Consider this. According to India Retail Report prepared by Images, discount stores are expected to grow 30-40 per cent every year. Of the total organised apparel, footwear and accessory retail market of Rs 26,400 crore (Rs 264 billion), discount retailing already accounts for Rs 11,880 crore (Rs 118.80 billion), or 45 per cent. Analysts said this segment will easily become a Rs 26,000-crore (Rs 260 billion) market in the next three years.
No wonder, discount retailers such as Future Group's Brand Factory, Arvind Brands' Megamart, Provogue's Promart and The Loot, are planning to invest nearly Rs 1,000 crore (Rs 10 billion) and launch nearly 500 stores by 2010.
The expansion, which will also include tier-II and tier-III towns, is based on research studies that consumers in these towns aspire for good labels but at a cheaper price. Bipin Gurnani, chief executive of Promart, said his aim is to create a huge "second rung of brand loyalists".
Analysts said a plethora of brands flooding the marketplace accompanied by rapidly changing trends have created a huge demand for higher number of multi-brand discounted stores.
"More number of brands means higher surplus stock after the end of every season. So you have more number of brands that need liquidity. That's feeding the demand for more discount stores," said Purnendu Kumar, associate director of retail consultancy Technopak. However, Kumar has a note of caution for discount stores, saying they will have to move beyond stocking surplus stocks of their own company's brands and stock other brands as well.
"Having a number of national and international brands will obviously draw more footfalls than only having your own brands at the factory outlets," he said.
Higher volumes compensate for the lower margins. Naimish Dave, director, OC & C Strategy Consultants, said, "if you sell 100 shirts a day at normal stores and sell 200 shirts even with a 50 per cent discount, the volumes take care of lower margins."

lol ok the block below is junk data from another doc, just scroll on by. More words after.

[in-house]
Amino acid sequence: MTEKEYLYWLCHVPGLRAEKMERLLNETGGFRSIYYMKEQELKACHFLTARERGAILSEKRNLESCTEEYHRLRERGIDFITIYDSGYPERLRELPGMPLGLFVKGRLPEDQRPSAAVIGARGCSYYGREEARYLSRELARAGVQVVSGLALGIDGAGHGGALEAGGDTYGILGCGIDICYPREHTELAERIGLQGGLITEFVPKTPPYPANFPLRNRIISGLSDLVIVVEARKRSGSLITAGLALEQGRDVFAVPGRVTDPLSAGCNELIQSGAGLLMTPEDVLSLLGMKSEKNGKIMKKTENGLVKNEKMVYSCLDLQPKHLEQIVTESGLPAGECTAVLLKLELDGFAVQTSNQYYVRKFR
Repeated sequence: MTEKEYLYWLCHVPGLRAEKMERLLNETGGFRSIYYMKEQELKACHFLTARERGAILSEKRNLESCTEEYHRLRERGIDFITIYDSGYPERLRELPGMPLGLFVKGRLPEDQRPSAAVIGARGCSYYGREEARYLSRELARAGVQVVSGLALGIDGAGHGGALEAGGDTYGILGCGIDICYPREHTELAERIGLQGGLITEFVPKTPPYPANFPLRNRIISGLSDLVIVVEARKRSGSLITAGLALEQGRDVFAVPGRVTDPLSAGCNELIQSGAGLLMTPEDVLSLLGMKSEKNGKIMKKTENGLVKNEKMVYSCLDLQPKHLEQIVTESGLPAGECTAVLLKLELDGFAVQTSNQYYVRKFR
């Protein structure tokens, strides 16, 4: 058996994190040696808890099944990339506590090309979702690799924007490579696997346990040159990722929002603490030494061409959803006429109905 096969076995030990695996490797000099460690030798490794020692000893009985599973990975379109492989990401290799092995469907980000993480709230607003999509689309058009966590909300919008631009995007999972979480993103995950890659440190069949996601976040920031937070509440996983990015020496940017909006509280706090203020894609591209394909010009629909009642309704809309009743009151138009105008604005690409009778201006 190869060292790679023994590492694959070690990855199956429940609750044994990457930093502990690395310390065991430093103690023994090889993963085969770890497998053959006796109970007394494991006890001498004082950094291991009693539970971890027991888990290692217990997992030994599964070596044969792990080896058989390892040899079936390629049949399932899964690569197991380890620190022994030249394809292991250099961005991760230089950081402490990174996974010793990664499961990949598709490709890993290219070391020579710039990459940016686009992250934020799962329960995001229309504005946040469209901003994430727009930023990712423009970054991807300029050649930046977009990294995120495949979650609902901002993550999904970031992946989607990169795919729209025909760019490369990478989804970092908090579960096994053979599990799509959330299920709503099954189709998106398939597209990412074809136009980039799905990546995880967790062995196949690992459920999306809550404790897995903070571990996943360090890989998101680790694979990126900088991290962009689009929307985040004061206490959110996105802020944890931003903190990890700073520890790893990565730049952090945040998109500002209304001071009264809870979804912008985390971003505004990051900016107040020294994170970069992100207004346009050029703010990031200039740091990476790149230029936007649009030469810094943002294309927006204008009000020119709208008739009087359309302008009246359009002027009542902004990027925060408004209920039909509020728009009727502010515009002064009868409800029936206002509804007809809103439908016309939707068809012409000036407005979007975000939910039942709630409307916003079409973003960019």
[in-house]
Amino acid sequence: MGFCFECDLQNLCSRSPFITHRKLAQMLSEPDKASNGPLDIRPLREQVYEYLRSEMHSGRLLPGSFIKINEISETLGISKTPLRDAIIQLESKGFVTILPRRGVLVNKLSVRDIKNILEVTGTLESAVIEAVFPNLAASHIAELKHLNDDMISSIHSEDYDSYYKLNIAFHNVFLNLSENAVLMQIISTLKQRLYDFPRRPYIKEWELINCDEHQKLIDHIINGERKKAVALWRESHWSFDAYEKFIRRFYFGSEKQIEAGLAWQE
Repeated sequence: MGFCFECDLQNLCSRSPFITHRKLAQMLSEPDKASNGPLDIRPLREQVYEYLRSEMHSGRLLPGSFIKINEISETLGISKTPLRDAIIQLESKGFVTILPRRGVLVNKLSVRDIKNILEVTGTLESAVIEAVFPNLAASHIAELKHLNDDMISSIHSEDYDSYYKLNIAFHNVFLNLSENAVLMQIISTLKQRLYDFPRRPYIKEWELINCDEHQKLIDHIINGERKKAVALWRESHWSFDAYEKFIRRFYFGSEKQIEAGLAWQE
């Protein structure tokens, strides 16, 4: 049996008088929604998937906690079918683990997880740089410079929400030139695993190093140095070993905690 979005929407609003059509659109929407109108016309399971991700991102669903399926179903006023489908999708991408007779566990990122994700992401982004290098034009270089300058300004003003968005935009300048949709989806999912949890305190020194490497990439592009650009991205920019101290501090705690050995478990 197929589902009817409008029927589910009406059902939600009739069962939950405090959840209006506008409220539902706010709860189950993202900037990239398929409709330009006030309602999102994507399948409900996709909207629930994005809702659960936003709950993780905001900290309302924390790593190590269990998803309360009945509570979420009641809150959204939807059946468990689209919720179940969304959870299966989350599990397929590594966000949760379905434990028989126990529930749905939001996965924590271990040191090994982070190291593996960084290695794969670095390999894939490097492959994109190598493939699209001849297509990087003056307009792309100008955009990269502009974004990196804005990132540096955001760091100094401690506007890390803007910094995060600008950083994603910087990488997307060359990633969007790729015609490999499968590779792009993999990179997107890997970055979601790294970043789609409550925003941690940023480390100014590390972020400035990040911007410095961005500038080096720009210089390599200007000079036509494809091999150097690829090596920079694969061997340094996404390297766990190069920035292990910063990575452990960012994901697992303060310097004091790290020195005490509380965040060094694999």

Megamart, the off-price stores of Arvind Brands, is at the forefront of the expansion drive of discount stores. From 75 stores at present, the chain plans to open 200-plus stores, in the range of 3,000 sq feet to 4,000 sq feet, in smaller cities in the next three years.
The firm isn't ignoring the big cities and is planning to open 30 stores (40,000 to 60,000 sq feet each) in the major cities by the same time. It has earmarked an investment of Rs 400 crore (Rs 4 billion) for the expansion. Megamart witnessed a five-fold increase in its topline from Rs 20 crore (Rs 200 million) in 2003-04 to Rs 100 crore in the current financial year.
''It is a win-win situation for the company. While our discount stores clear our unsold inventory, the main stores can launch new merchandise every season,'' says KE Venkatachalapathy, business head, Megamart, the discount store of Arvind Brands.
Pantaloon's Brand Factory which currently has only six stores plans to have 55 by 2010, with an investment of Rs 275 crore(Rs 2.75 million). Spread over an area of 70,000-1,00,000 sq ft each, these outlets offer close to 120 brands such as Reebok, Levi's, Pepe, Wrangler, Provogue, Van Heusen, Esprit and Arrow.
Provogue India which opened its discount chain Promart in May this year plans 3-4 stores every financial year with an investment of Rs 3.5 crore (Rs 35 million) per store. Another Mumbai-based discount retail chain The Loot is planning to take the tally of its stores to 200 by 2010 from 25 now. Jay Retailing and Merchandising Pvt Ltd, promoters of The Loot, is planning to go public in 2009.
"We are growing 20 per cent on the same store level. We plan to increase our turnover to Rs 200 crore (Rs 2 billion) by 2010 from Rs 60 crore (Rs 600 million) now,'' said Jay Gupta, managing director, The Loot.